Biological Invasions

, Volume 19, Issue 5, pp 1431–1447 | Cite as

Multiple introductions of Sirex noctilio (Hymenoptera: Siricidae) in northeastern North America based on microsatellite genotypes, and implications for biological control

  • Tonya D. Bittner
  • Ann E. Hajek
  • Laurel Haavik
  • Jeremy Allison
  • Helen Nahrung
Original Paper


The invasive woodwasp Sirex noctilio (Hymenoptera: Siricidae) has been moved from Eurasia into regions in the Southern Hemisphere, where extensive tree mortality has occurred in pines (Pinus spp.) introduced for forestry. More recently this woodwasp was found in northeastern North America, where pines are native, and it is a species of concern due to the economic importance of pines. Understanding the genetic diversity of North American S. noctilio points to new areas of inquiry, particularly regarding the ability of parasitic nematodes to sterilize woodwasps, which could provide control methods in the US and/or Canada. We investigated the genetic diversity of 924 S. noctilio from nine populations from New York and Pennsylvania (US), Ontario (CA), and Queensland (AU) using nine microsatellite loci. To avoid inflating the number of populations estimated by Bayesian inference, we measured the full-sibling relationships of woodwasps within 13 trees and removed all but one member of each full-sib family from the genetic analysis, resulting in a final sample size of 741 S. noctilio. Within a tree, on average 39% of woodwasps did not have a full sibling, and there were 5.6 families with at least two full-sibling members per tree. The mean family size across trees was 1.9 when single offspring (i.e., no full siblings) were included. Given the short time span since invasion, variation within North American S. noctilio is likely due to differences among founding genotypes. Genetic analyses support the hypothesis that at least two separate introductions occurred. Within North America, genetic distance measures were greatest between a site in southwestern Ontario and all other sites, suggesting that this population could represent a separate introduction event. Two methods of Bayesian clustering also support this idea; they detected 4 or 5 distinct genetic clusters with little admixture between the southwestern Ontario site and other North American populations. The wasps from Australia, where biological control with nematodes has been successful, showed low genetic diversity and clustered with the southwestern Ontario population in one out of two Bayesian analyses. Within the Ontario subset of samples, high woodwasp activity level (i.e., attack and mortality of trees) was associated with one genetic cluster more strongly than another. Population variation should be taken into account in studies of S. noctilio spread and management within North America.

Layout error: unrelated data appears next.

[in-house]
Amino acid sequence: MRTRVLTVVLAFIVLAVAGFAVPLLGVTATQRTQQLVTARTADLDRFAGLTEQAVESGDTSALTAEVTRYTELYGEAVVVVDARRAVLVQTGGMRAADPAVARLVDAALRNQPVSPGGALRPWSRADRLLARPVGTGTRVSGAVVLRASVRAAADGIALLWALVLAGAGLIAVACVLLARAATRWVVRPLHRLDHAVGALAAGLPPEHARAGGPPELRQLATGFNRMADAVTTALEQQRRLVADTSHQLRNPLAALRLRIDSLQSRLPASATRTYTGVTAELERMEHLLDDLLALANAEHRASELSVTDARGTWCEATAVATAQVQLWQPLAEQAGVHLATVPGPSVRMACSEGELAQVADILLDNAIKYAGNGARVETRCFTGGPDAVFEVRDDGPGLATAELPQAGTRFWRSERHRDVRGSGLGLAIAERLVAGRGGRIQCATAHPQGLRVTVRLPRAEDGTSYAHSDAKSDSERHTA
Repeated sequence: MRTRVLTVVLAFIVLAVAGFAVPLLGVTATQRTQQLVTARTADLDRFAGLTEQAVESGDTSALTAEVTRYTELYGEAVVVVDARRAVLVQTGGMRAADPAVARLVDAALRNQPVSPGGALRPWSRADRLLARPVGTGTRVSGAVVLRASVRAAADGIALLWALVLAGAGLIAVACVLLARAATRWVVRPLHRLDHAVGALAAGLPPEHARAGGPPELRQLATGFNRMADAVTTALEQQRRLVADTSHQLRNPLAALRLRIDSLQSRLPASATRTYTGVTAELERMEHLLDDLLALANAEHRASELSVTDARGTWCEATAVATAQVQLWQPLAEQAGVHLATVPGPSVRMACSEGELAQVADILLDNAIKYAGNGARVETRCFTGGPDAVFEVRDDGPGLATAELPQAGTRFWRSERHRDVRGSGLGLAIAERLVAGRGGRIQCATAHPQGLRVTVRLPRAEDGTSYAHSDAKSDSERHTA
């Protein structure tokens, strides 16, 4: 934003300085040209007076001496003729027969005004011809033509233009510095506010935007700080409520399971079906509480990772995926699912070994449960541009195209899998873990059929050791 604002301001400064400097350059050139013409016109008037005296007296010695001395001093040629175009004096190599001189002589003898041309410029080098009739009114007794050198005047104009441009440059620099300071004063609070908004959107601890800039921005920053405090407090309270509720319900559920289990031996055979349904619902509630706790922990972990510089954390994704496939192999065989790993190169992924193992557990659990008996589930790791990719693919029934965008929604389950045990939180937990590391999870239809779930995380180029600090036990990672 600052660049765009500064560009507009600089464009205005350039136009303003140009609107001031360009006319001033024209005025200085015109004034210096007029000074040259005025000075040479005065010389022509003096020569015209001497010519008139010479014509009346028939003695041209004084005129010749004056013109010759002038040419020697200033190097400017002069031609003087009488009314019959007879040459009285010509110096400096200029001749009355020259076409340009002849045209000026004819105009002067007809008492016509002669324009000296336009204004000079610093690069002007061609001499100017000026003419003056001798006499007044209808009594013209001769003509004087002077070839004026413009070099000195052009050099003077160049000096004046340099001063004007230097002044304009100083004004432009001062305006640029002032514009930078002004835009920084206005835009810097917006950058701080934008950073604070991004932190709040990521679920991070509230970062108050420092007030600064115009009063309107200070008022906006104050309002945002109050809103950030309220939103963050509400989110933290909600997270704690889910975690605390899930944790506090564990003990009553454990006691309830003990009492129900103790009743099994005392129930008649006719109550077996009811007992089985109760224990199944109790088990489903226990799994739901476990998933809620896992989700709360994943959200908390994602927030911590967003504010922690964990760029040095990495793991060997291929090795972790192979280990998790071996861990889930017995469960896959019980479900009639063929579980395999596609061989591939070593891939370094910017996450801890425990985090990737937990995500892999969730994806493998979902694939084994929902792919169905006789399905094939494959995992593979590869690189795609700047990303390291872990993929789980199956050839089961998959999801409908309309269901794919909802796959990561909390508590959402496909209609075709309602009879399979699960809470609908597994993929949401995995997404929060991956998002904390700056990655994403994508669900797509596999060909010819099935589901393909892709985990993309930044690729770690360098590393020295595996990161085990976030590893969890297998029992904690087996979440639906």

Genetic diversity Woodwasp Pinus Sibship inference Invasive species Deladenus siricidicola Bayesian inference 



We thank Bernard Slippers (Forestry and Agricultural Biotechnology Institute, South Africa) for providing the microsatellite primer sequences, Steve Bogdanowicz (Cornell University) for advice on molecular methods, Claire Moreland-Ochoa and Jacob Henry (Cornell University) for assistance in the lab, Christopher Foelker and Melissa Fierke (State University of New York College of Environmental Science and Forestry) for access to some New York samples, Brad Regester, Bill Laubscher, and Eric Butters (Pennsylvania Bureau of Forestry) for field assistance in Pennsylvania, and Martin Ziech (Cornell University) for creating the regional map in GIS. This project was funded by a USDA Forest Service Cooperative Agreement Grant to A.E. Hajek.

Supplementary material

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Supplementary material 1 (PDF 255 kb)
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Supplementary material 2 (XLSX 78 kb)
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Supplementary material 3 (PDF 377 kb)
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Supplementary material 4 (PDF 402 kb)
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Supplementary material 5 (PDF 343 kb)
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Supplementary material 6 (FASTA 91 kb)


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Copyright information

© Her Mejesty the Queen in Rights of Canada 2017

Authors and Affiliations

  • Tonya D. Bittner
    • 1
  • Ann E. Hajek
    • 1
  • Laurel Haavik
    • 2
    • 3
  • Jeremy Allison
    • 3
  • Helen Nahrung
    • 4
  1. 1.Department of EntomologyCornell UniversityIthacaUSA
  2. 2.Department of Ecology and Evolutionary BiologyUniversity of KansasLawrenceUSA
  3. 3.Natural Resources CanadaGreat Lakes Forestry CentreSault Ste. MarieCanada
  4. 4.The University of the Sunshine CoastMaroochydore DCAustralia

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